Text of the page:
USC Player Has Positive Steroid Test
Brandon Ting, a USC defensive back who unexpectedly left the program last week, had tested positive for steroids, sources said Tuesday.
On Friday, USC announced that Ting and his twin brother, Ryan, also a defensive back, had decided to stop playing football so they could concentrate on preparing for medical school. The Tings, who are seniors, played mainly as back-ups and on special teams last season.
Brandon Ting could not be reached for comment.
Asked if Brandon Ting had tested positive for steroids, Coach Pete Carroll said, “I can’t comment about any of these allegations, about his personal deal.”
Carroll said athletes in all sports are tested randomly for drugs and steroids throughout the year.
Brandon and Ryan Ting are the sons of Arthur Ting, a Bay Area orthopedic surgeon who has operated on several professional athletes, including Barry Bonds. Arthur Ting has reportedly appeared as a witness before a grand jury considering possible perjury charges against Bonds.
Brandon and Ryan Ting graduated a semester early from James Logan High in Woodside, Calif., and enrolled at USC in the spring of 2003. Both graduated from USC last spring with degrees in American studies and ethnicity, earning grade-point averages above 3.8
The twins participated in spring practice and also in summer workouts. But less than a week before today’s reporting date for the start of training camp, the school announced they would not play this season.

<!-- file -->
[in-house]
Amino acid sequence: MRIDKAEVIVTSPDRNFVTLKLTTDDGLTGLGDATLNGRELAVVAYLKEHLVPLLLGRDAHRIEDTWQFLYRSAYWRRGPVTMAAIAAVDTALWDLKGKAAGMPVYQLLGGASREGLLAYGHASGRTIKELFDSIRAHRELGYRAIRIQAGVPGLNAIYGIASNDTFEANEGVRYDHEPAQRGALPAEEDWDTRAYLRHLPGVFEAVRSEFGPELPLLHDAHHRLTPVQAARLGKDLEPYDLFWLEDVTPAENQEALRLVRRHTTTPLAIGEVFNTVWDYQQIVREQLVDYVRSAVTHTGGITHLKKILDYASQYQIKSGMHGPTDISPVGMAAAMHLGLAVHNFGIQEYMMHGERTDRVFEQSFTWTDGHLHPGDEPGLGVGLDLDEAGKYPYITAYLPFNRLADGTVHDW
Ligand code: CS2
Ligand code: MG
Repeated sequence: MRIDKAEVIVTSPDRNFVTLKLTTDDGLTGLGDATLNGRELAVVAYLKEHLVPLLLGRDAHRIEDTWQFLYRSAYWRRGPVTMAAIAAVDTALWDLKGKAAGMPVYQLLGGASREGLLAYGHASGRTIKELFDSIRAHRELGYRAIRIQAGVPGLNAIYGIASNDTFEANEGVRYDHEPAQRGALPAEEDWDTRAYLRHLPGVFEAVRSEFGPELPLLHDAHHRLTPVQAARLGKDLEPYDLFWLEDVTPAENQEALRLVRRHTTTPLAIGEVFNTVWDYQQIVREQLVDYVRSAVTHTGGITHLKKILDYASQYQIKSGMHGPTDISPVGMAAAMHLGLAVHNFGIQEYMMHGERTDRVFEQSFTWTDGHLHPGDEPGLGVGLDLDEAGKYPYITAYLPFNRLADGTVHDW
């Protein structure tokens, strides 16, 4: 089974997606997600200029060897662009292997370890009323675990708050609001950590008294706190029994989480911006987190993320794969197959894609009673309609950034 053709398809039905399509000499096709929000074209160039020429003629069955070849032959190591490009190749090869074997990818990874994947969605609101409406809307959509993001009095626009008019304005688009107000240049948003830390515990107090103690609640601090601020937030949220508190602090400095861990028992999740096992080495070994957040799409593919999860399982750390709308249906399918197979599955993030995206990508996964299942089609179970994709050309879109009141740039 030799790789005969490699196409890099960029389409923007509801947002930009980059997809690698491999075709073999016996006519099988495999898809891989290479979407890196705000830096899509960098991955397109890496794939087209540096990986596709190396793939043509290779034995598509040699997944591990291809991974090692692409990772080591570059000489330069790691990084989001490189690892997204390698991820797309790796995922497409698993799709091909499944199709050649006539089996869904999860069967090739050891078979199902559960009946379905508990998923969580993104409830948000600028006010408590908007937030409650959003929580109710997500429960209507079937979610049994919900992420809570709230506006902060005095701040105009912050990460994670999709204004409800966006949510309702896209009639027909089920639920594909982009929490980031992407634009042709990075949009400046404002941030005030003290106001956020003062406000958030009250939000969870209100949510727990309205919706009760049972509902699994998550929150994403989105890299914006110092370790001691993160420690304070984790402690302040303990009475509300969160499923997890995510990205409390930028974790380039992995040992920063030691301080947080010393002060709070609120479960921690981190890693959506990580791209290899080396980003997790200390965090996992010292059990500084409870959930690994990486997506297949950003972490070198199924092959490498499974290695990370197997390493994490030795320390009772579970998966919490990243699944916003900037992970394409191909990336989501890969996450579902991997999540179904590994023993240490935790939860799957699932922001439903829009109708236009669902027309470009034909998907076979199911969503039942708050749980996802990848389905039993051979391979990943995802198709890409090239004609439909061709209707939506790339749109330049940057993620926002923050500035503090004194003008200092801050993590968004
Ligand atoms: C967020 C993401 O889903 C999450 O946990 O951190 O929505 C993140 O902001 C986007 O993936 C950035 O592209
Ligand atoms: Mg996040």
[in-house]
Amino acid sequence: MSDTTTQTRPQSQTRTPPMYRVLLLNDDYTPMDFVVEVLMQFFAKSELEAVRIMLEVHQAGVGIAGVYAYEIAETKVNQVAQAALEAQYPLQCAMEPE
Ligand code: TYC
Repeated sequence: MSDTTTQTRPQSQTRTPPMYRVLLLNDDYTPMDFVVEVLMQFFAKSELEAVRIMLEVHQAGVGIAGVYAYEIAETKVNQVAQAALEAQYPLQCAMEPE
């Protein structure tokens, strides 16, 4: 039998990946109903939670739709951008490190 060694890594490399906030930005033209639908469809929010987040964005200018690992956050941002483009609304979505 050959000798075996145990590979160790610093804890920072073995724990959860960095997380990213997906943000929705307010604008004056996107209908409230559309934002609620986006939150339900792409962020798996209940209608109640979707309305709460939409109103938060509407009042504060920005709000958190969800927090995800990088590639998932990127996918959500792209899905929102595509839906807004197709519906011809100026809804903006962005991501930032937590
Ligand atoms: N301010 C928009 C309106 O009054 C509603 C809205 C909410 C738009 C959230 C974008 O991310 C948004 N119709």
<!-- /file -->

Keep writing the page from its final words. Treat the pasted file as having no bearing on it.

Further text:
In a statement released by the school Friday, Ryan Ting said, “For the past 3 1/2 years, Brandon and I have been able to balance the demands of football and academics. Now, as our focus turns toward medical school, we realized it was in our best interests to end our playing careers. We realized we couldn’t balance both if we want to be serious about med school.”
Brandon Ting appeared in all 13 games last season, made 12 tackles and intercepted a pass.
In an interview that appeared on the WeAreSC.com website Monday, the Ting brothers said they began to consider leaving the program in January. They said they were enrolled in a post-baccalaureate program at USC to prepare for medical school.
“Ultimately, we want to be remembered as people who did what they could for the team in any which way or form -- and had fun doing it,” Brandon Ting told the website. “We want to be remembered as hard workers who, when given the opportunities, did what they could to help the team. Our teammates know who we are and I’m sure, based on the relationship we’ve had with the fans, they know who we are as people, too. Hopefully that will take precedence over some of the negative experiences we’ve had.”
Ryan Ting said he had received death threats after the Rose Bowl game because he failed to intercept a pass thrown by Vince Young late in the game.
According to NCAA rule 188.8.131.52, “A student-athlete who is found to have utilized a substance on the list of banned drugs, through a positive drug test administered by the NCAA ... shall be declared ineligible for further participation in postseason and regular-season competition.”